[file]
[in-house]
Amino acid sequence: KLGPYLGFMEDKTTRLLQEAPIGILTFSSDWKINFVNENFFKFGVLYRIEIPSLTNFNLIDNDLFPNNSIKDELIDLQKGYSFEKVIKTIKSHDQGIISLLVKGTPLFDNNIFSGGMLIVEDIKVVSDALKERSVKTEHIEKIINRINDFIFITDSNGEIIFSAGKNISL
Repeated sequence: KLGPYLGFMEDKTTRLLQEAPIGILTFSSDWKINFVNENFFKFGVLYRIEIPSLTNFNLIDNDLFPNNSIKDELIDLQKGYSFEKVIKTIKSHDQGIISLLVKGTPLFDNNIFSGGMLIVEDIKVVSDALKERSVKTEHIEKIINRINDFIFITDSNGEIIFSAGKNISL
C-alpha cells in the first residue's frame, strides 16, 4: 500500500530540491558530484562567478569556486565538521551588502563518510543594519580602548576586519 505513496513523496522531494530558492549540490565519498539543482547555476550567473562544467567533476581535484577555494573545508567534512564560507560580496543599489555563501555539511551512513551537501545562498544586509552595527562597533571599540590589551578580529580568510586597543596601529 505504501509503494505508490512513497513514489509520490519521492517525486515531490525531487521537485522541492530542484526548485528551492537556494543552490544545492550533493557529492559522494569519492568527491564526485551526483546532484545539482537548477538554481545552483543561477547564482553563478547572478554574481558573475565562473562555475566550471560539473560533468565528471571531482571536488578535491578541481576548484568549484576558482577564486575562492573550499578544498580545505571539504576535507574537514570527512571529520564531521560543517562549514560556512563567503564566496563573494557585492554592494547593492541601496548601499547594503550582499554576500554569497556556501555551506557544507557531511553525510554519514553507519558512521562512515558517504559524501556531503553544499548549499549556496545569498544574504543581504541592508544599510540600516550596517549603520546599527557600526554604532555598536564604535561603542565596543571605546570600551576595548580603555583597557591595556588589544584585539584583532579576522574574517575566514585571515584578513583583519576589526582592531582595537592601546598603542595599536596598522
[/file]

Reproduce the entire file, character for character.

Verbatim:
[in-house]
Amino acid sequence: KLGPYLGFMEDKTTRLLQEAPIGILTFSSDWKINFVNENFFKFGVLYRIEIPSLTNFNLIDNDLFPNNSIKDELIDLQKGYSFEKVIKTIKSHDQGIISLLVKGTPLFDNNIFSGGMLIVEDIKVVSDALKERSVKTEHIEKIINRINDFIFITDSNGEIIFSAGKNISL
Repeated sequence: KLGPYLGFMEDKTTRLLQEAPIGILTFSSDWKINFVNENFFKFGVLYRIEIPSLTNFNLIDNDLFPNNSIKDELIDLQKGYSFEKVIKTIKSHDQGIISLLVKGTPLFDNNIFSGGMLIVEDIKVVSDALKERSVKTEHIEKIINRINDFIFITDSNGEIIFSAGKNISL
C-alpha cells in the first residue's frame, strides 16, 4: 500500500530540491558530484562567478569556486565538521551588502563518510543594519580602548576586519 505513496513523496522531494530558492549540490565519498539543482547555476550567473562544467567533476581535484577555494573545508567534512564560507560580496543599489555563501555539511551512513551537501545562498544586509552595527562597533571599540590589551578580529580568510586597543596601529 505504501509503494505508490512513497513514489509520490519521492517525486515531490525531487521537485522541492530542484526548485528551492537556494543552490544545492550533493557529492559522494569519492568527491564526485551526483546532484545539482537548477538554481545552483543561477547564482553563478547572478554574481558573475565562473562555475566550471560539473560533468565528471571531482571536488578535491578541481576548484568549484576558482577564486575562492573550499578544498580545505571539504576535507574537514570527512571529520564531521560543517562549514560556512563567503564566496563573494557585492554592494547593492541601496548601499547594503550582499554576500554569497556556501555551506557544507557531511553525510554519514553507519558512521562512515558517504559524501556531503553544499548549499549556496545569498544574504543581504541592508544599510540600516550596517549603520546599527557600526554604532555598536564604535561603542565596543571605546570600551576595548580603555583597557591595556588589544584585539584583532579576522574574517575566514585571515584578513583583519576589526582592531582595537592601546598603542595599536596598522